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Release: Oct. 5, 2001

UI faculty/guest recital will present music by French women composers Oct. 15

IOWA CITY, Iowa -- Violinist Annette-Barbara Vogel, a tireless explorer of repertoire off the well beaten path, will join with pianist Ayako Tsuruta to present a program of music by French women composers at 8 p.m. Monday, Oct. 15 in Clapp Recital Hall on the UI campus.

Their UI faculty/guest recital will be free and open to the public.

The composers on the program, including Pauline Viardot, Louise Farrenc and Lili Boulanger, are hardly familiar to most audiences, but they were in the middle of the musical scene during their lifetimes, which were during the 19th and early 20th centuries.

In addition to the works of the three women composers, Vogel and Tsuruta will perform the Duo in A major of Franz Schubert.

Vogel and Tsuruta will take the same program on tour to Lebanon and Syria in October. Later in the year they plan to make a CD recording of music by French women composers. Three of the works on the program -- pieces by Farrenc and Viardot -- have not been recorded before.

Pauline Viardot is remembered chiefly as a singer. She was the younger daughter of the Spanish tenor Manuel Garcia, one of the most famous singers of the 19th century, and the sister of another famed singer, Maria Malibran. Viardot won immense success in highly dramatic operatic roles, most notably as Fides in the premiere of Giacomo Meyerbeer's "Le prophete" (The prophet, 1849), and in the title role of Gluck's "Orfeo" (1859). She also gave the first performance of Brahms' "Alto Rhapsody." She was close to writers including Turgenev, and from 1843 she promoted Russian music in the West. Among her own compositions are operettas and songs.

Farrenc studied composition in Paris with Anton Reicha. She published her piano works starting in 1825, and her chamber music, including two piano quintets, two piano trios, violin sonatas, trios, a nonet and a sextet, was even more successful. She was piano professor at the Paris Conservatory and editor, initially with her husband, Aristide Farrenc, of "The Pianist's Treasure," a 23-volume anthology of 17th- and 18th-century music.

Lili Boulanger studied at the Paris Conservatory and in 1913 became the first woman to win the coveted Prix de Rome. Her career was cut short by her tragic death at 24, only five years later. Her relatively few compositions are highly regarded -- several choral works with orchestra, songs and several pieces of flute music. Belonging to a musical family, she was the younger sister of Nadia Boulanger, who became one of the most famed and respected music teachers of the 20th century.

Vogel joined the UI faculty in January 1999. She teaches violin and is the artistic director of Magisterra, the UI International Chamber Music Festival that was inaugurated in May 2000. She has performed extensively in the United States, Canada, Europe and Asia, playing as a soloist with orchestra, a solo recitalist and chamber musician. She has appeared at the Aspen, Ravinia, Chautauqua, Menuhin and Schleswig-Holstein festivals, among others

During the 1999-2000 season she presented the complete cycle of Beethoven sonatas for violin and piano in Germany and the United States with pianist Ulrich Hofmann, including performances at the UI, and she toured Romania and Germany with critically acclaimed performances of the Brahms violin concerto.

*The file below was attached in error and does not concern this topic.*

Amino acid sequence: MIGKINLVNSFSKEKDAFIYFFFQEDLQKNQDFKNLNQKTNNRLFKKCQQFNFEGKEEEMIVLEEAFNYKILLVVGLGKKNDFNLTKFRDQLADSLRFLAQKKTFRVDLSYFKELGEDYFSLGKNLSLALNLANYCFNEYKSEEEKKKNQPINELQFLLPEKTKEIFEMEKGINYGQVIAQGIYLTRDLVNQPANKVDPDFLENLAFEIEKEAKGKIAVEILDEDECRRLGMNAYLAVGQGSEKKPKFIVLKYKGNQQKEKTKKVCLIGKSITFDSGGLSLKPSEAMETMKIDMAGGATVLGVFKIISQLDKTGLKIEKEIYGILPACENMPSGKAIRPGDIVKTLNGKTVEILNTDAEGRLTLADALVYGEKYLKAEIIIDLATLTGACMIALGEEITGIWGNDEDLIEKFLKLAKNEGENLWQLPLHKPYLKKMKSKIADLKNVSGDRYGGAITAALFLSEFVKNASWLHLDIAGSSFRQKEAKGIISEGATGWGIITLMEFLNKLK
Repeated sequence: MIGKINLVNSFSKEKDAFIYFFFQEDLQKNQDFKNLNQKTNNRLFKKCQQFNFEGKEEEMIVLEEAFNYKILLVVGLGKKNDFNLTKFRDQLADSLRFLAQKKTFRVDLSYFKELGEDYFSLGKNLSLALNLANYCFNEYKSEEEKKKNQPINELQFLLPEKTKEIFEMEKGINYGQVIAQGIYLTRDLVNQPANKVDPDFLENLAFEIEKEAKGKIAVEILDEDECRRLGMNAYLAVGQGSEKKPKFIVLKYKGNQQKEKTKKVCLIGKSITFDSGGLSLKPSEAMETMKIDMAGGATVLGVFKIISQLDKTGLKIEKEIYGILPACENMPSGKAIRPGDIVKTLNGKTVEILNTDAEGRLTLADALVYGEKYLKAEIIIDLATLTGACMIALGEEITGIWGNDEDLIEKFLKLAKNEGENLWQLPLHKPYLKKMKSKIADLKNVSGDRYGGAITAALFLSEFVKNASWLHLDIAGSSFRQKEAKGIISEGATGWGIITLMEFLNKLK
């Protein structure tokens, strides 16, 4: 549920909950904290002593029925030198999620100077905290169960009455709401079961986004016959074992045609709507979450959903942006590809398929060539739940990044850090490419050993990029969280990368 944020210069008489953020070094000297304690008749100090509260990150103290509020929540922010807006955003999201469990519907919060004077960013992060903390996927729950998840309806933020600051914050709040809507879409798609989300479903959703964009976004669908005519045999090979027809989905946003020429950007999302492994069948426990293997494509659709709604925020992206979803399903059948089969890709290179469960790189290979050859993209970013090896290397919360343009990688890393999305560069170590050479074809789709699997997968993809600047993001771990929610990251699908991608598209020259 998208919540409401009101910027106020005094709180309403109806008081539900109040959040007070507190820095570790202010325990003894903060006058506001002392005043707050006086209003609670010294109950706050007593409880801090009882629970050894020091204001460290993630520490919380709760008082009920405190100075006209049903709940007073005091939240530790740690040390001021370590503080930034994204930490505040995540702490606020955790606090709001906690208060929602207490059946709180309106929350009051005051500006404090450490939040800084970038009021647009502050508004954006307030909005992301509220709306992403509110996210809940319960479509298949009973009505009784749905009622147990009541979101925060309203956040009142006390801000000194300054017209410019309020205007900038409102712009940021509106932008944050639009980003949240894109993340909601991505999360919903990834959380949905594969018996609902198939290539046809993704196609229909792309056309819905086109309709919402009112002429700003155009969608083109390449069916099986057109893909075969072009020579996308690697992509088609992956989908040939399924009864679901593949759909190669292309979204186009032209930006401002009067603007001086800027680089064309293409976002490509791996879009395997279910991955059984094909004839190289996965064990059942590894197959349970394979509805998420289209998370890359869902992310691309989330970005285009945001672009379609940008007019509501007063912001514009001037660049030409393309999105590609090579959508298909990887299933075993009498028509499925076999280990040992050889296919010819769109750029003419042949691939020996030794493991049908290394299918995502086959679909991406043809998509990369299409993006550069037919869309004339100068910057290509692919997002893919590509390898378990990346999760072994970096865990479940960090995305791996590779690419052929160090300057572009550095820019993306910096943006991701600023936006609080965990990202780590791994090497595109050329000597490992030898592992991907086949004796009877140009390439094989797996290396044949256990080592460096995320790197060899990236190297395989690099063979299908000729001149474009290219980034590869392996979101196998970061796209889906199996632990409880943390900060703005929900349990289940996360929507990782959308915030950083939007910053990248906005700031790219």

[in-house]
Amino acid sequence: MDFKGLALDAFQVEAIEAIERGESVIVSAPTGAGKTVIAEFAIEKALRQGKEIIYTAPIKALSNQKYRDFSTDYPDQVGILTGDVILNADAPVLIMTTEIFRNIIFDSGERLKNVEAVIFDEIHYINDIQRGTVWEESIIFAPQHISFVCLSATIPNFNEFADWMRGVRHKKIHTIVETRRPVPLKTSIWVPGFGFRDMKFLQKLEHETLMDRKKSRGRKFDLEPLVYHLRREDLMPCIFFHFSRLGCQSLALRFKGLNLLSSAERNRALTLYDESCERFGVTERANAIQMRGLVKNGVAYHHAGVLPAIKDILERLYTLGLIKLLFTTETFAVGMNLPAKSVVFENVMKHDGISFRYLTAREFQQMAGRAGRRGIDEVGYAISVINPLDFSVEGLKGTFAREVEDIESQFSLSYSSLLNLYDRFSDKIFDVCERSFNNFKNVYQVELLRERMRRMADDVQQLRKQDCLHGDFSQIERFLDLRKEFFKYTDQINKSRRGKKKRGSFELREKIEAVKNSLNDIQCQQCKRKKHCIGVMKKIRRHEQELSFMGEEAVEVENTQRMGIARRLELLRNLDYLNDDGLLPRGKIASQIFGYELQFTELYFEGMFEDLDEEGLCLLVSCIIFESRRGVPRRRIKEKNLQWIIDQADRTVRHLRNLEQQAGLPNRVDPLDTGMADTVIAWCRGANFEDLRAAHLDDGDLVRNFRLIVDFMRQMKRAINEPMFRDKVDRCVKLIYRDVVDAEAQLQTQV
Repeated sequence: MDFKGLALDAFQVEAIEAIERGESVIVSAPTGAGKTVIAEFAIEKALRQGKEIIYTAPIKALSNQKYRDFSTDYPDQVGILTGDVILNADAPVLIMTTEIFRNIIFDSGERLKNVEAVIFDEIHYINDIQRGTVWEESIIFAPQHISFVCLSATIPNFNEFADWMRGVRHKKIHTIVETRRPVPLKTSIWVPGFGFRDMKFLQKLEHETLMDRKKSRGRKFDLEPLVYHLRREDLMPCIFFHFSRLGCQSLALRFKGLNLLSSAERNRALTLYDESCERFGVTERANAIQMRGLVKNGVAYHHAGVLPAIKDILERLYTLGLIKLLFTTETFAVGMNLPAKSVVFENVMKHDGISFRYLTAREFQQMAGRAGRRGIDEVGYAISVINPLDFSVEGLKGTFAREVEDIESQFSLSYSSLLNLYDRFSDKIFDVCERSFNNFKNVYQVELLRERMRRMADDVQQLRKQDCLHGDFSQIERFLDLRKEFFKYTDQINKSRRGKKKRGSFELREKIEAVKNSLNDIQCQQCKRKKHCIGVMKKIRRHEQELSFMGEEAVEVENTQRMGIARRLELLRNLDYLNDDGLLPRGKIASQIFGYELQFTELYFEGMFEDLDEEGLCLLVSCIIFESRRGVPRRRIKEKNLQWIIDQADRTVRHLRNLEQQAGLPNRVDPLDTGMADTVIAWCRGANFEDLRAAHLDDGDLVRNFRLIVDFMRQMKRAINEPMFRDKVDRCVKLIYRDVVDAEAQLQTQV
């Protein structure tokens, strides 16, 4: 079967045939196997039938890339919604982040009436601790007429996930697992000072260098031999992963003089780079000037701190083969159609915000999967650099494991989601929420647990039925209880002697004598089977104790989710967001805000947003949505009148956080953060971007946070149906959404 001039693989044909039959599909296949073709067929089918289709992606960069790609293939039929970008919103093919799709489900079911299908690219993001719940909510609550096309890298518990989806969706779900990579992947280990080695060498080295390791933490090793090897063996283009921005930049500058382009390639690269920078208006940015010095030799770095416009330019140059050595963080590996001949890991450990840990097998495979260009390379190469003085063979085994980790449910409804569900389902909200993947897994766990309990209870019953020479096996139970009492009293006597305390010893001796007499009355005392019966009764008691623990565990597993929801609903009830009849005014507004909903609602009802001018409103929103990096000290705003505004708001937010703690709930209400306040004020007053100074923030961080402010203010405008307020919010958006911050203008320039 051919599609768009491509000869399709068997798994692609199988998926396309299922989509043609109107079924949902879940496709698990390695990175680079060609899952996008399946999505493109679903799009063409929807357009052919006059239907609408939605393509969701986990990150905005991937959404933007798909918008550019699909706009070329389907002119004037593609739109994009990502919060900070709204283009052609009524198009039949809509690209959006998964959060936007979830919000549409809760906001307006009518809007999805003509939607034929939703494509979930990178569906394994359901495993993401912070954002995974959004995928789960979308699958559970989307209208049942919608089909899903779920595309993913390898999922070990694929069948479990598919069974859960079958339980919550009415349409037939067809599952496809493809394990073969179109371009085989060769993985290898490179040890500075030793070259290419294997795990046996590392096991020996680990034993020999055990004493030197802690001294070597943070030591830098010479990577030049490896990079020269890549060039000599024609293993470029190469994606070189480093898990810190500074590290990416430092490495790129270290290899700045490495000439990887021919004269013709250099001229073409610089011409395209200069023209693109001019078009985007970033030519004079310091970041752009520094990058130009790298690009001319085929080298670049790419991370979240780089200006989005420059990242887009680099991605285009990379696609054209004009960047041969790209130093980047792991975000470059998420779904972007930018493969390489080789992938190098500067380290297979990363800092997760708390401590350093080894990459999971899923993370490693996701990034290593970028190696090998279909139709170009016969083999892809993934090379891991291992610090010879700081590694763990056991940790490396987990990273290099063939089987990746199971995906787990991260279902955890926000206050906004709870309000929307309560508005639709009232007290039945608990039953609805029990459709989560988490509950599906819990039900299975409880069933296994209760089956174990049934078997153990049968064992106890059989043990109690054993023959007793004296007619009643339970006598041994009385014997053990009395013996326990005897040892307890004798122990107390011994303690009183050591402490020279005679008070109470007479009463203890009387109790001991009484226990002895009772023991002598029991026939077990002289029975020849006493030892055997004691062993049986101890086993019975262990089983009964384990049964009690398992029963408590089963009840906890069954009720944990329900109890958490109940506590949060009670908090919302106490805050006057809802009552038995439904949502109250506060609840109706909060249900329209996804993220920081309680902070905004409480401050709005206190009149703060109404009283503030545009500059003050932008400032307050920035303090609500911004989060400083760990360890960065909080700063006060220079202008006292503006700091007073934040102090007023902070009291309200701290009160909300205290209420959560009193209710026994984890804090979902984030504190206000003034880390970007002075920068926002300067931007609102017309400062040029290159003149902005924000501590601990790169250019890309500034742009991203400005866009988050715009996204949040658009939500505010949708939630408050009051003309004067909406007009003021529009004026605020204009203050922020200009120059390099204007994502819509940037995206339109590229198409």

Vogel began studying the violin with her father at the age of four. She was admitted to the Folkwang-Hochschule in Essen, Germany, when she was 11, one of the youngest students ever admitted to the school, and played her solo debut at the Dusseldorf, Germany, Tonhalle (Concert hall) when she was 12. She received a degree with highest honors in violin solo and chamber music from the Folkwang-Hochschule in Essen and an Artist Diploma from the College-Conservatory of Music in Cincinnati.

Prior to her appointment at the UI, Vogel taught at the Folkwang-Hochschule in Essen. She has taught master classes in Europe, the United States and Asia. She has won numerous performance competitions, and has been serving on the jury of the "Jugend musiziert" (Young performers) competition in Germany since 1998.

An accomplished pianist in both chamber and solo repertoire, Tsuruta has performed with the Juilliard Symphony Orchestra at Alice Tully Hall in New York City, the Eastern Connecticut Orchestra, Wallingford Symphony Orchestra and the Connecticut Chamber Orchestra. As a soloist, her performances include recitals in England, Italy and throughout North America. Tsuruta has also appeared at music festivals including Figueira da Foz in Portugal, Accademia Musical Chigiana and Meranofest in Italy, Steans Institute- - Ravinia Festival, Banff Centre for the Arts and the Aspen Music Festival.

Born in Fukuoka, Japan, Tsuruta began her piano studies with the Suzuki Method. Since moving to the United States in 1980, she has studied at the Juilliard School, where she received her bachelor's degree. She received the Irving S. Gilmore Fellowship and Catherine S. Winchell Memorial Scholarship at Yale University, where she studied with Claude Frank and received a master's degree and artist's diploma. She is currently a doctoral student and teaching assistant at the University of Alberta, where she has received the FS Chia PhD Scholarship, the Andrew Stewart Graduate Award, the William Rea Scholarship, the Harriet Snowball Winspear Graduate Fellowship and the Beryl Barns Graduate Award.

The School of Music is part of the Division of Performing Arts in the UI College of Liberal Arts and Sciences.

For information on UI arts events, visit http://www.uiowa.edu/artsiowa on the World Wide Web. You may visit the UI School of Music web site at http://www.uiowa.edu/~music/. To receive UI arts news by e-mail, contact <deborah-thumma@uiowa.edu>.